The trustee who ostensibly had control of the trust into which the sale proceeds were placed was an employee of Selected and acted under the supervision of its officers. Moneys received from certificate sales were placed in the trust and United was then paid its sales commissions. Six per cent annual dividends were paid to certificate holders in quarterly installments. Selected was paid a 2% Management fee. It was represented that such dividend and management fee payments were made only out of earnings whereas, in fact, they were in many years paid in whole or in part out of capital. 3 Certificates were redeemed at face value whereas the actual value was substantially less. The redemption of certificates stopped on December 1, 1957, and the sale of certificates was discontinued on December 8, 1957. State court receivership and federal bankruptcy proceedings followed early in 1958.

A detailed recitation of the operations of the Selected enterprise will not be helpful. It is enough to say that the record discloses a cleverly executed fraud of surprising longevity in which untrue statements of material facts and concealment of material facts were used to must the unwary investor. Our only concern is the participation of Burns in the fraudulent scheme.

For over 20 years Burns was associated with the convicted but not appealing co-defendants. As president of United he was the master salesman of Selected certificates and at times had 60 salesmen working under him. He trained them and distributed to them the Selected brochures and pamphlets which they used. By his own admission he attended about half of the directors' meetings of Selected and did so to obtain information 'to pass on to the sales representatives over the state in order that our clients may have authentic and reliable facts concerning the company.' The sales material stated that 6% Dividends and a 2% Management fee were paid from earnings when in fact they were not so paid. Although he knew that United received a sales commission varying from 8 1/2% To 10%, he represented and approved representations that invested money went into a trust fund and that the managing company paid all operating expenses. At meetings of investors he represented that the satellite companies were profitable enterprises although he was on the board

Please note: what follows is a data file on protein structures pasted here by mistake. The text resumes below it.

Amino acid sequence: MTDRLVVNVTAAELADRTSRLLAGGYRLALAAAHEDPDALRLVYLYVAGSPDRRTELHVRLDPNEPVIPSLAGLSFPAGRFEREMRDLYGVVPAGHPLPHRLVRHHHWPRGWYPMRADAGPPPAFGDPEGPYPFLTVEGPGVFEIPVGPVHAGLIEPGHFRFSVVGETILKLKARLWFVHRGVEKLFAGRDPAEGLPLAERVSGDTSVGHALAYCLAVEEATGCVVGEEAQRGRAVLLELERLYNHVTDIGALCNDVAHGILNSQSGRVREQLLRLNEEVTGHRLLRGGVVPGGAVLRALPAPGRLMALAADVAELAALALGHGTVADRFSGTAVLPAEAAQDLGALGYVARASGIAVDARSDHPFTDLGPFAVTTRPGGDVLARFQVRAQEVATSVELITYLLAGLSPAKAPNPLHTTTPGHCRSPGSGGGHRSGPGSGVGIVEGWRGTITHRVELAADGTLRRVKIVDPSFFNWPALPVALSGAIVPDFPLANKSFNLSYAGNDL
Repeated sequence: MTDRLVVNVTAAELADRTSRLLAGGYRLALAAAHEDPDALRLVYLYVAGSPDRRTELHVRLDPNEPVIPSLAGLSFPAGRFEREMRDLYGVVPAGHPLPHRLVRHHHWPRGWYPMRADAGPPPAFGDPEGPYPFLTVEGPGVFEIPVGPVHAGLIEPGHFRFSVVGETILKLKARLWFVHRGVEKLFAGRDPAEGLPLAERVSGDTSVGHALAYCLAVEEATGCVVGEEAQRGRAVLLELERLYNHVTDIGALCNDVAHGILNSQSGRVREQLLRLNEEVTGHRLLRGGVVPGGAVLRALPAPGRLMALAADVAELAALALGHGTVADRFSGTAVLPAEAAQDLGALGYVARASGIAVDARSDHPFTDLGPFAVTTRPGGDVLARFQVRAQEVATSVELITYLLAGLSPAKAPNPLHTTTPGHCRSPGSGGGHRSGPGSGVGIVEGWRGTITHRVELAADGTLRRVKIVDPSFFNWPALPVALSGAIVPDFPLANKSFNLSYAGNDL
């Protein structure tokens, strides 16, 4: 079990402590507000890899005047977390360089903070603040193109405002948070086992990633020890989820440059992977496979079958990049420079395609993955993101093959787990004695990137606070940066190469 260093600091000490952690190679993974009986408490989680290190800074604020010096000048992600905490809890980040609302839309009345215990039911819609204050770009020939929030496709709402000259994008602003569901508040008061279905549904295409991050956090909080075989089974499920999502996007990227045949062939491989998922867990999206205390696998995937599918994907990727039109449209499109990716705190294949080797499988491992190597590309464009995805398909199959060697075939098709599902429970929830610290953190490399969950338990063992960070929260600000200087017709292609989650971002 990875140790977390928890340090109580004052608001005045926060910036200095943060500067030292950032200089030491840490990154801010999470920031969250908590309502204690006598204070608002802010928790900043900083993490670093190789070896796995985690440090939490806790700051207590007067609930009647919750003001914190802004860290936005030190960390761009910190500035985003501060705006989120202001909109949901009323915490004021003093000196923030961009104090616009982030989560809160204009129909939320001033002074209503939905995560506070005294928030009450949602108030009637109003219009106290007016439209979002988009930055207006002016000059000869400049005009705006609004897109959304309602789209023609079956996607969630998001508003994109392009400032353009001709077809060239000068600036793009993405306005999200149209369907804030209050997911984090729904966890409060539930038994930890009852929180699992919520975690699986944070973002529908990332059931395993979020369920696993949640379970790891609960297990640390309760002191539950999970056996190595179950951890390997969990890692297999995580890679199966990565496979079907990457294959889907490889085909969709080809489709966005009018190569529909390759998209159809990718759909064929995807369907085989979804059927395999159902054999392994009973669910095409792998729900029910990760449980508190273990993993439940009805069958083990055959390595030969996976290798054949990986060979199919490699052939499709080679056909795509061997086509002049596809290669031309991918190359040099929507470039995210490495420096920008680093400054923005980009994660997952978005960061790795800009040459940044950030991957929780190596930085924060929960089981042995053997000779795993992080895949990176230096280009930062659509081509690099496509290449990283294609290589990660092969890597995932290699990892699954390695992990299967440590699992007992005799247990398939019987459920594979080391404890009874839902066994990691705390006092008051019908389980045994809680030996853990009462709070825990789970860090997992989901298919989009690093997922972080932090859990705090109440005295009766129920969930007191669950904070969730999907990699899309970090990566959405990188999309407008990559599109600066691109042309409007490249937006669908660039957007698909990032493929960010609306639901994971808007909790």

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of directors of one of those satellites which lost over $900,000 in a 6-year period.

On June 24, 1957, the Commissioner of Internal Revenue ruled that the dividend payments by Selected could not be deducted from taxable income for federal income tax purposes and that Selected was subject to taxation as a corporation. 4 In July, 1957, Carroll, the president of Selected, told Burns of this ruling. Yet, in the period from June 26 to December 8, 1957, United made 2,490 sales of certificates in the aggregate amount of $2,558,000 on which United received as its share of commissions $150,719. In September and October, 1957, Burns held meetings of investors to promote sales of certificates and did not disclose the tax ruling. After knowledge of the tax ruling, Burns cashed in $25,000 of certificates held by him. 5

By his own admission Burns attended a series of meetings in the office of the president of Selected on November 18, 19 and 20, 1957, at which it was agreed to 'freeze' redemptions of certificates on December 1, 1957, but to continue sales through January 1, 1958. In connection with sales it was agreed that the 'asset value' would not be discussed when selling. At these meetings auditors stated that the 'asset value' of the certificates was 77-78% Of the face value. Following these meetings and between November 26 and December 8, 1957, United made 150 sales of certificates in the aggregate amount of $127,000 on which it received commissions of $7,001. Burns did not tell his salesmen of the tax ruling until December 8, 1957.

In the circumstances presented by the record it seems incredible that Burns could have been so artless and naive as not to have...